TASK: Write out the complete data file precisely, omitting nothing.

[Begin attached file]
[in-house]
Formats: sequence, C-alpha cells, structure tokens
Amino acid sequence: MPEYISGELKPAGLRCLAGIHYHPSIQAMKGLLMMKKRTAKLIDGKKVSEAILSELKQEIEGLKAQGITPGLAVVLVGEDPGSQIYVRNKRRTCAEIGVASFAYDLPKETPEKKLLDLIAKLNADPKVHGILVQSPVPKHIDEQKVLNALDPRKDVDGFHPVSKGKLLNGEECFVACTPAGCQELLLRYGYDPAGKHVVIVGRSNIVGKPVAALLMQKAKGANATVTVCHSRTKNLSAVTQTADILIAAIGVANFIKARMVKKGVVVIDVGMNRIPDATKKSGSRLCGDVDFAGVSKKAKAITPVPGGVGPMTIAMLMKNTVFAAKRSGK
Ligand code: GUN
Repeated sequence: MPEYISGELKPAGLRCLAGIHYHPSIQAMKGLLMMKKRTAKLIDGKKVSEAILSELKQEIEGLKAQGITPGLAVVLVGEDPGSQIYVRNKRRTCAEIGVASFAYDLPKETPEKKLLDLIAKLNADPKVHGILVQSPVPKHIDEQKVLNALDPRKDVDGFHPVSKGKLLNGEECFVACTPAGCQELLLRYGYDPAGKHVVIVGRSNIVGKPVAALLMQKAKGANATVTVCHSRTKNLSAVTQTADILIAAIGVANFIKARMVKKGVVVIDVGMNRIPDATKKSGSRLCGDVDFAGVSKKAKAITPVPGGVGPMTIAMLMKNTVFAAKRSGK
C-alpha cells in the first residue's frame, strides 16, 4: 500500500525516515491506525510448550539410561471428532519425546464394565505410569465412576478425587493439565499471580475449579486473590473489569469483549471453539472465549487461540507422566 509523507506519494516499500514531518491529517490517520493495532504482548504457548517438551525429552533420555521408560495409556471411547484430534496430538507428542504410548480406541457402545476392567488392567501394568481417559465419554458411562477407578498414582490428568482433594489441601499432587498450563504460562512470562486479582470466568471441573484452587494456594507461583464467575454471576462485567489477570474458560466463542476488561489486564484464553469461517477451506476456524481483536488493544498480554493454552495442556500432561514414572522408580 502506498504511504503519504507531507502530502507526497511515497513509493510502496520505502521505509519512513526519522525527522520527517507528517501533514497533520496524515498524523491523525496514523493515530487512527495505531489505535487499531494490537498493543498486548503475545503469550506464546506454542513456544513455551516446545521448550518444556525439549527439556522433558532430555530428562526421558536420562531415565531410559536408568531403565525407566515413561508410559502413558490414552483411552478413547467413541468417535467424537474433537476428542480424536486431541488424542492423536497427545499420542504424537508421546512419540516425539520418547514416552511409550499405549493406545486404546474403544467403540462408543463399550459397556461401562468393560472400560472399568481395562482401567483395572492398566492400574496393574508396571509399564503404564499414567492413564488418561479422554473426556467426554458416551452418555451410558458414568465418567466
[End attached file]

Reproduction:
[in-house]
Formats: sequence, C-alpha cells, structure tokens
Amino acid sequence: MPEYISGELKPAGLRCLAGIHYHPSIQAMKGLLMMKKRTAKLIDGKKVSEAILSELKQEIEGLKAQGITPGLAVVLVGEDPGSQIYVRNKRRTCAEIGVASFAYDLPKETPEKKLLDLIAKLNADPKVHGILVQSPVPKHIDEQKVLNALDPRKDVDGFHPVSKGKLLNGEECFVACTPAGCQELLLRYGYDPAGKHVVIVGRSNIVGKPVAALLMQKAKGANATVTVCHSRTKNLSAVTQTADILIAAIGVANFIKARMVKKGVVVIDVGMNRIPDATKKSGSRLCGDVDFAGVSKKAKAITPVPGGVGPMTIAMLMKNTVFAAKRSGK
Ligand code: GUN
Repeated sequence: MPEYISGELKPAGLRCLAGIHYHPSIQAMKGLLMMKKRTAKLIDGKKVSEAILSELKQEIEGLKAQGITPGLAVVLVGEDPGSQIYVRNKRRTCAEIGVASFAYDLPKETPEKKLLDLIAKLNADPKVHGILVQSPVPKHIDEQKVLNALDPRKDVDGFHPVSKGKLLNGEECFVACTPAGCQELLLRYGYDPAGKHVVIVGRSNIVGKPVAALLMQKAKGANATVTVCHSRTKNLSAVTQTADILIAAIGVANFIKARMVKKGVVVIDVGMNRIPDATKKSGSRLCGDVDFAGVSKKAKAITPVPGGVGPMTIAMLMKNTVFAAKRSGK
C-alpha cells in the first residue's frame, strides 16, 4: 500500500525516515491506525510448550539410561471428532519425546464394565505410569465412576478425587493439565499471580475449579486473590473489569469483549471453539472465549487461540507422566 509523507506519494516499500514531518491529517490517520493495532504482548504457548517438551525429552533420555521408560495409556471411547484430534496430538507428542504410548480406541457402545476392567488392567501394568481417559465419554458411562477407578498414582490428568482433594489441601499432587498450563504460562512470562486479582470466568471441573484452587494456594507461583464467575454471576462485567489477570474458560466463542476488561489486564484464553469461517477451506476456524481483536488493544498480554493454552495442556500432561514414572522408580 502506498504511504503519504507531507502530502507526497511515497513509493510502496520505502521505509519512513526519522525527522520527517507528517501533514497533520496524515498524523491523525496514523493515530487512527495505531489505535487499531494490537498493543498486548503475545503469550506464546506454542513456544513455551516446545521448550518444556525439549527439556522433558532430555530428562526421558536420562531415565531410559536408568531403565525407566515413561508410559502413558490414552483411552478413547467413541468417535467424537474433537476428542480424536486431541488424542492423536497427545499420542504424537508421546512419540516425539520418547514416552511409550499405549493406545486404546474403544467403540462408543463399550459397556461401562468393560472400560472399568481395562482401567483395572492398566492400574496393574508396571509399564503404564499414567492413564488418561479422554473426556467426554458416551452418555451410558458414568465418567466